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At the first glance, this phrase to me sounds like airfare for one-way. But I was told by a native English speaker that it meant airfare for round-trip. So I guess there should be no such a confusion with a native English speaker. Nevertheless, I am wondering, why did people not adopt anything like round-trip airfare or round-way airfare in the first place? Thanks for any comments about this.
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In the early days of railways many people were migrant labourers in the UK. Migrant workers would buy a one-way journey, or single-journey ticket, a 'single'. The ticket-office clerks got into the habit of asking people if they wanted to return to the same railway station. "Do you want to return." might have become "Do you want a return ticket?". By leaving out the word 'ticket' as an obvious part of a question in a ticket office, this would have become "Do you want a return?", then "Single or return?"

'Single' and 'return' both apply to a journey, as is obvious to a ticket clerk. The rule of grammar which allows obvious words to be omitted is called ellipsis.
Wow, I did not expect such a detailed explanation! It's great. Thank you very much, Patrick. BTW, welcome to these forums!
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Osee, I think there is regional variation in this.

In your post, it read to me as though you were paying for her flight out. Thus, at some point in the future, she would have to pay to return, meaning "only that part of her trip in which she returns home."

In the US, we refer to "one-way" or "round-trip." 

Elsewhere, if you say "your return fare" it could mean what we call a "round trip."
Hi GG, no, I am NOT going to pay her flights either coming to Canada or being back to China; she will pay all flights. So, considering this, did you suggest that, in US, using return airfare is not good to refer to airfare for "coming and being back" or "round-trip/way?"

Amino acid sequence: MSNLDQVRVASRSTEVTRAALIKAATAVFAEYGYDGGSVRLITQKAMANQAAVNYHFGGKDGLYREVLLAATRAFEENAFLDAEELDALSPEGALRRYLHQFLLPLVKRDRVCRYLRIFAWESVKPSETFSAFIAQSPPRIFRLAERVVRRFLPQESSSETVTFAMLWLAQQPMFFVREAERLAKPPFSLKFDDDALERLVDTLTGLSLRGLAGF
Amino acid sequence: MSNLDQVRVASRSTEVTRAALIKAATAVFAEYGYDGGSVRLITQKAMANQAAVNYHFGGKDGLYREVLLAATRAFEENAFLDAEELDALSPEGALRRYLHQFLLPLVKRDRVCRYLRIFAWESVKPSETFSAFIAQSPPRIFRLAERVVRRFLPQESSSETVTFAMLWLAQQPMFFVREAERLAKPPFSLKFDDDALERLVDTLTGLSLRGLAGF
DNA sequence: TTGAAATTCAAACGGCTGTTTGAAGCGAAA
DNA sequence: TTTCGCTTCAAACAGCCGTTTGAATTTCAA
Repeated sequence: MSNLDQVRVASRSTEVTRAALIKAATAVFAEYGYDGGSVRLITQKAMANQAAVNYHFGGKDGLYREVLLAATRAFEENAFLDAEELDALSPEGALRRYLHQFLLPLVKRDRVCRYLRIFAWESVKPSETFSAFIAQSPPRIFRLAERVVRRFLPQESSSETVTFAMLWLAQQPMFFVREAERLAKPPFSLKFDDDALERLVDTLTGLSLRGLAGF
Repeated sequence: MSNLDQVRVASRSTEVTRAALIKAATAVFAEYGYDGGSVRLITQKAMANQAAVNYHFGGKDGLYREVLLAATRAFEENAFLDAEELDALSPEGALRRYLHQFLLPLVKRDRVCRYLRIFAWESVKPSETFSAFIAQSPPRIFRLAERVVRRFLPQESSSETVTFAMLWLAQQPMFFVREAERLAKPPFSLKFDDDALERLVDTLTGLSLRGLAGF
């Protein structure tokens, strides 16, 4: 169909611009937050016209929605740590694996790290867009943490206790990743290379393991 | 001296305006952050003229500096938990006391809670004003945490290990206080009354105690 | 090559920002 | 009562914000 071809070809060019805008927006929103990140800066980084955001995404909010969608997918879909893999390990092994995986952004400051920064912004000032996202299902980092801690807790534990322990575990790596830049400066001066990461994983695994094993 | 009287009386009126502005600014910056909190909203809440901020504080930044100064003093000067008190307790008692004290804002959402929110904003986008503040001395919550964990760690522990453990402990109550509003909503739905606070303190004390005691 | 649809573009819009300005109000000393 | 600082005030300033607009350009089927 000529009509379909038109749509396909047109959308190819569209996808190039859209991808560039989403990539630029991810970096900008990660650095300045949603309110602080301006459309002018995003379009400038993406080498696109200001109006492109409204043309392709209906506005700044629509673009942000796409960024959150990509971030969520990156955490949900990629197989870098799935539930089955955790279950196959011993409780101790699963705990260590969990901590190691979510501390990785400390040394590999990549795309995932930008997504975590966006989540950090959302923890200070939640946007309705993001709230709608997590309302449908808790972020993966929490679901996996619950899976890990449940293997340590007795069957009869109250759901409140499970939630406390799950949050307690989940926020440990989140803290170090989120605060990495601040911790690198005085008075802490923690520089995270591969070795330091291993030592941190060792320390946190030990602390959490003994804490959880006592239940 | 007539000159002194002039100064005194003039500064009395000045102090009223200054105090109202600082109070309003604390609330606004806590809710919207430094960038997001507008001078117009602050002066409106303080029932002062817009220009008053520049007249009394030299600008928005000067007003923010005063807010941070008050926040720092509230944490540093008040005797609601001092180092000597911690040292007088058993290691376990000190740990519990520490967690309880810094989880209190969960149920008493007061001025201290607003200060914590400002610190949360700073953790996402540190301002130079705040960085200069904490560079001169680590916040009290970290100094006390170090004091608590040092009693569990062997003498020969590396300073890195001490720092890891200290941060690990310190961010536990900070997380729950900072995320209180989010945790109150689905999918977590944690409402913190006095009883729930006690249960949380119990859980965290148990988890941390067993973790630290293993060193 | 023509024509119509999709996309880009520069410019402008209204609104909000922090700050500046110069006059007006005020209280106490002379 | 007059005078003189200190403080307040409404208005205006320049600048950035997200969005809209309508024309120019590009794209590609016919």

If so, maybe in future I should always stick to "round-trip airfare;" it might be weird to people in some other countries, but it gets things straight for all people, right?

BTW, I notice you said one-way and round-trip, why there is no "round-way?" Thanks.
Grammar GeekOsee, I think there is regional variation in this.

In your post, it read to me as though you were paying for her flight out. Thus, at some point in the future, she would have to pay to return, meaning "only that part of her trip in which she returns home."

In the US, we refer to "one-way" or "round-trip."

Elsewhere, if you say "your return fare" it could mean what we call a "round trip."

Osee
BTW, I notice you said one-way and round-trip, why there is no "round-way?" Thanks.

An interesting question. I don't have an interesting answer!

I hope that "roundtrip" would be clear to most people, but I don't know. There also used to be a fare type that I don't see anymore, which was a round-trip with an open-return. Because it used to be that a round-trip ticket was much, much less expensive than two one-way tickets, you could book a round trip without specifying a return day. I don't know if airlines still do that.
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Grammar Geek
Osee
BTW, I notice you said one-way and round-trip, why there is no "round-way?" Thanks.

An interesting question. I don't have an interesting answer!

I hope that "roundtrip" would be clear to most people, but I don't know. There also used to be a fare type that I don't see anymore, which was a round-trip with an open-return. Because it used to be that a round-trip ticket was much, much less expensive than two one-way tickets, you could book a round trip without specifying a return day. I don't know if airlines still do that.

As far as I know, you have to specifying a return day, but you can pay like $100 to change it to a date within one year of the "starting date of the round-trip." Is there a name for this blue part?

Taken together with 'the', making: 'the starting date of the round trip', I would call that a noun phrase.
Thanks Patrick! That was very helpful..
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